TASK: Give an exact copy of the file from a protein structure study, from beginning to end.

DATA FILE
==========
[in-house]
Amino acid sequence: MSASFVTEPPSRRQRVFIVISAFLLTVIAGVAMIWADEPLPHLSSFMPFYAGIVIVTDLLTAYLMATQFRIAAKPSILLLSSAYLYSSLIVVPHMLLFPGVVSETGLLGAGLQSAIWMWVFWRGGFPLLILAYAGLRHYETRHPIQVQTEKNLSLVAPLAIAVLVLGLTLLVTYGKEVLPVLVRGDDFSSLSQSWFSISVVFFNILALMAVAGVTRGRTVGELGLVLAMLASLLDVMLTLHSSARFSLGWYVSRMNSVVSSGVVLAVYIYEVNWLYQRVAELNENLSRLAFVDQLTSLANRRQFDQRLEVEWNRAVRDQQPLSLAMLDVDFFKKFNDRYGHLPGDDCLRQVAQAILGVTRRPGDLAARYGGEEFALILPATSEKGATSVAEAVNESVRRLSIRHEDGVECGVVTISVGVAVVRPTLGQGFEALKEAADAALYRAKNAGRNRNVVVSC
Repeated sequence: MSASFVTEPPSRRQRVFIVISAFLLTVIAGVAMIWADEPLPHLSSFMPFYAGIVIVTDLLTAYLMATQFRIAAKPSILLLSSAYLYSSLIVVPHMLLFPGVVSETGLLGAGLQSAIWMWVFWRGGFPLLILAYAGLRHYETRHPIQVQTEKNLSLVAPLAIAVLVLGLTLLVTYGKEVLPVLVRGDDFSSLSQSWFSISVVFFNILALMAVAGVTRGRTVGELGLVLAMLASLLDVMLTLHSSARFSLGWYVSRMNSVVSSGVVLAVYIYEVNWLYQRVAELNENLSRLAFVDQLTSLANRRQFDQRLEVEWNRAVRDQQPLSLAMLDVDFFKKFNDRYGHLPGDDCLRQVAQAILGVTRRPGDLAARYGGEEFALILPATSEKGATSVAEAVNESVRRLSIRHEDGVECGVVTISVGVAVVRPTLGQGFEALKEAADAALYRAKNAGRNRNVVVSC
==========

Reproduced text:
[in-house]
Amino acid sequence: MSASFVTEPPSRRQRVFIVISAFLLTVIAGVAMIWADEPLPHLSSFMPFYAGIVIVTDLLTAYLMATQFRIAAKPSILLLSSAYLYSSLIVVPHMLLFPGVVSETGLLGAGLQSAIWMWVFWRGGFPLLILAYAGLRHYETRHPIQVQTEKNLSLVAPLAIAVLVLGLTLLVTYGKEVLPVLVRGDDFSSLSQSWFSISVVFFNILALMAVAGVTRGRTVGELGLVLAMLASLLDVMLTLHSSARFSLGWYVSRMNSVVSSGVVLAVYIYEVNWLYQRVAELNENLSRLAFVDQLTSLANRRQFDQRLEVEWNRAVRDQQPLSLAMLDVDFFKKFNDRYGHLPGDDCLRQVAQAILGVTRRPGDLAARYGGEEFALILPATSEKGATSVAEAVNESVRRLSIRHEDGVECGVVTISVGVAVVRPTLGQGFEALKEAADAALYRAKNAGRNRNVVVSC
Repeated sequence: MSASFVTEPPSRRQRVFIVISAFLLTVIAGVAMIWADEPLPHLSSFMPFYAGIVIVTDLLTAYLMATQFRIAAKPSILLLSSAYLYSSLIVVPHMLLFPGVVSETGLLGAGLQSAIWMWVFWRGGFPLLILAYAGLRHYETRHPIQVQTEKNLSLVAPLAIAVLVLGLTLLVTYGKEVLPVLVRGDDFSSLSQSWFSISVVFFNILALMAVAGVTRGRTVGELGLVLAMLASLLDVMLTLHSSARFSLGWYVSRMNSVVSSGVVLAVYIYEVNWLYQRVAELNENLSRLAFVDQLTSLANRRQFDQRLEVEWNRAVRDQQPLSLAMLDVDFFKKFNDRYGHLPGDDCLRQVAQAILGVTRRPGDLAARYGGEEFALILPATSEKGATSVAEAVNESVRRLSIRHEDGVECGVVTISVGVAVVRPTLGQGFEALKEAADAALYRAKNAGRNRNVVVSC